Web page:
The Essence of Heat: A Look into the Soul of Michael Mann’s Epic Crime Drama
The true heart of Michael Mann’s Heat is revealed a little more than an hour into the film. No, I’m not talking about the classic coffee conversation between Robert De Niro’s master thief, Neil McCauley, and Al Pacino’s obsessed LAPD cop, Vincent Hanna — that fantastic and immortal face-off comes a little later. I’m talking about a pair of scenes that, at first glance, might seem somewhat extraneous but, when put together, hold Heat’s essence.
In one, we see Hanna and his colleagues with their families at a bar. He and his wife, Justine (Diane Venora), are dancing, a rare moment of domestic intimacy between them. Suddenly, Hanna gets a message on his pager. Justine looks away, knowingly; she understands how this goes. Hanna immediately heads to a crime scene, where a teenage sex worker has been killed by Waingro (Kevin Gage), a former member of Neil’s crew who, it happens, is psychotic.
While Hanna is investigating the scene, the victim’s mother shows up, distraught. As she approaches, he moves to intercept her — he doesn’t want this woman seeing the ghastly state of her daughter’s corpse. He grabs her, and suddenly, they wind up in a strange embrace. And then — in a brief gesture that Mann lingers on, slowing down the action and ramping up the music — they dance. Hanna and the mother start turning, arms locked around each other, and it looks like nothing so much as a mournful slow dance, an equal and opposite intimacy to what he was doing moments ago with his wife. It’s a potent echo.
Mann likes to talk about Heat — which hits Blu-ray next week in a gorgeous new edition loaded with extras — as a contrapuntal, dialectical story. (That is among the many topics I recently discussed with him in an interview we’ll publish next week.) And the cat-and-mouse game between these two protagonists, the thief and the cop, both of whom we find ourselves thoroughly invested in, certainly shapes the film. Heat follows two men who get in each other’s heads and wind up influencing each other’s actions.
But there’s another counterpoint at play here, between these men’s work and their emotional, domestic lives. In Hanna’s case, the film is structured around the toll that being a detective — a job for which he feels he must keep his instincts sharp — takes on his marriage. In McCauley’s case, it’s the opposite. When we first see him, he lives in an empty, beautiful house, and is intimate with no one. Later, when he meets Eady (Amy Brenneman) and falls for her, he begins to open up. And suddenly, his emotional life starts to take a toll on his work.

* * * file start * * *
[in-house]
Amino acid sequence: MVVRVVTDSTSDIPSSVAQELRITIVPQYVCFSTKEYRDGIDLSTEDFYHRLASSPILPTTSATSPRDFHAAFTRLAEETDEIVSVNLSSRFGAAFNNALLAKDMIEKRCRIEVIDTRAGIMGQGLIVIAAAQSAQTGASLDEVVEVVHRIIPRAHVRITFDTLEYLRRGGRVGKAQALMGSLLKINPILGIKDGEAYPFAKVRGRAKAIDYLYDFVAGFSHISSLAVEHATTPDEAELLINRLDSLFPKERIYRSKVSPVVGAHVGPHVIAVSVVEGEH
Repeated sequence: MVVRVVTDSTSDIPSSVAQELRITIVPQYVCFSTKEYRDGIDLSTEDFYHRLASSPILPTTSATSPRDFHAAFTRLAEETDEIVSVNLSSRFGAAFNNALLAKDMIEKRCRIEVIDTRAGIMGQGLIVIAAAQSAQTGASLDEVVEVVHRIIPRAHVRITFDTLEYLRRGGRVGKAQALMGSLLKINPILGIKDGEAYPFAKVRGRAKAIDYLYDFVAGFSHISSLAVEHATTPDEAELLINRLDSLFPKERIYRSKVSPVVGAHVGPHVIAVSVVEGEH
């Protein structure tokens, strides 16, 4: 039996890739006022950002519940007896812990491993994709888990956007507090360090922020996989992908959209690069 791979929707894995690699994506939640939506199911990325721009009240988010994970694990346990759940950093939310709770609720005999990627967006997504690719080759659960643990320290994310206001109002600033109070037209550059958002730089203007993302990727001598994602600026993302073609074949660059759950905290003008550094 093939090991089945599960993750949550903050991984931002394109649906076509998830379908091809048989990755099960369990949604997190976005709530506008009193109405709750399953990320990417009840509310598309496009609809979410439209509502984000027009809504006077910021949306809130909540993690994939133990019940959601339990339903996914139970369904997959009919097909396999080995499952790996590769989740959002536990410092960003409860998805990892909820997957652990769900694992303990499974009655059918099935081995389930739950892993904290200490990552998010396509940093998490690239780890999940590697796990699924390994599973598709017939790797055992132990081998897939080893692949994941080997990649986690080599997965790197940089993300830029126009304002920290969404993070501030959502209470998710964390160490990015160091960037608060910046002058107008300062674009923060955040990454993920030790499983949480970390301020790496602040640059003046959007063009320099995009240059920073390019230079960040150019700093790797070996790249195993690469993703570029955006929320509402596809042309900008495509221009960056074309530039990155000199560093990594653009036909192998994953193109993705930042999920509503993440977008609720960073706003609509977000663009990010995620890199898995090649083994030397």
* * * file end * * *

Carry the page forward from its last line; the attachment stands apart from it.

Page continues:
It’s this contrast that gives Heat such depth and turns it into something resembling poetry. Hanna struggles throughout with his marriage, with the fact that he’s never home for dinner, never emotionally available, never a real husband. Neil, once he becomes involved with Eady, starts to turn into the man Hanna refuses to be — the kind of person who might call home to check in when he’s out with others. As Hanna’s relationship falls apart, McCauley’s thrives.
And, in a final reversal, it’s the family man lieutenant who walks out on his attachments in order to get to the monklike career criminal. Toward the end of the film, Hanna sits in the hospital with Justine, waiting for word on her daughter, Lauren (Natalie Portman), who has just attempted suicide. (It’s another moment of rare domestic intimacy.) And yet again, Hanna gets a message on his beeper. With Justine’s encouragement this time, he’s off — in a funny, throwaway shot, Mann shows Pacino briskly trotting down the stairs, almost skipping, a free man.
It’s Neil, in the end, who can’t cut things loose — or acts to do so too late. He tries to take Eady with him on his getaway. Then, in a selfish act of vengeance, he detours to kill Waingro. By the time Neil does walk away — when he literally sees the heat (aka Hanna) coming around the corner and has to abandon his girlfriend — his fate is sealed.
Here comes one final convergence, which brings together the film’s twin counterpoints — cop and robber, work and home. Vincent was sitting in a hospital, holding hands with Justine, when he was called away — much as he’d been dancing with her earlier when he was summoned to the murder scene. Now, near the runways of LAX, after he has finally shot McCauley, he finds himself holding hands again — this time with the master criminal drawing his last breath. It’s not that, at long last, McCauley is dead and Hanna is alive. In the movie’s final shot, each man is perfectly still. They belong together. For both, this is the end of the line.
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